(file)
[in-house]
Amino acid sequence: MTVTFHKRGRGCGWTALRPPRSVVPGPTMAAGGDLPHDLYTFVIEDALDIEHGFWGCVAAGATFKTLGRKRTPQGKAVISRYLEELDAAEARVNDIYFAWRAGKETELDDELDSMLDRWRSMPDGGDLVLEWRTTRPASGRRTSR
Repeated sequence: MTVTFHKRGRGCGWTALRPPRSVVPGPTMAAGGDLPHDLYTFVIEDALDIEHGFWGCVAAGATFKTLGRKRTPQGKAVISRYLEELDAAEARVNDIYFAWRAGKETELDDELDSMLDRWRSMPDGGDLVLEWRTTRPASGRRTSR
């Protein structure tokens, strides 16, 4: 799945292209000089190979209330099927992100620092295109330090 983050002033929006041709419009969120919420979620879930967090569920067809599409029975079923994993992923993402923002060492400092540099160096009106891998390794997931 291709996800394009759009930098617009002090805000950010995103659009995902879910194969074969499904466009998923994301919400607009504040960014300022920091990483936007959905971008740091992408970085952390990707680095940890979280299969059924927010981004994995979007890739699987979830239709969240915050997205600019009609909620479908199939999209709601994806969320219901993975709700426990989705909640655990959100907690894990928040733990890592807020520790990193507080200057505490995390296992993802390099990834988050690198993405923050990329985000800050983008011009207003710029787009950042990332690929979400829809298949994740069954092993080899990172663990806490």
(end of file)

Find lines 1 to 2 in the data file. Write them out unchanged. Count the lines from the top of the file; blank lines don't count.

[in-house]
Amino acid sequence: MTVTFHKRGRGCGWTALRPPRSVVPGPTMAAGGDLPHDLYTFVIEDALDIEHGFWGCVAAGATFKTLGRKRTPQGKAVISRYLEELDAAEARVNDIYFAWRAGKETELDDELDSMLDRWRSMPDGGDLVLEWRTTRPASGRRTSR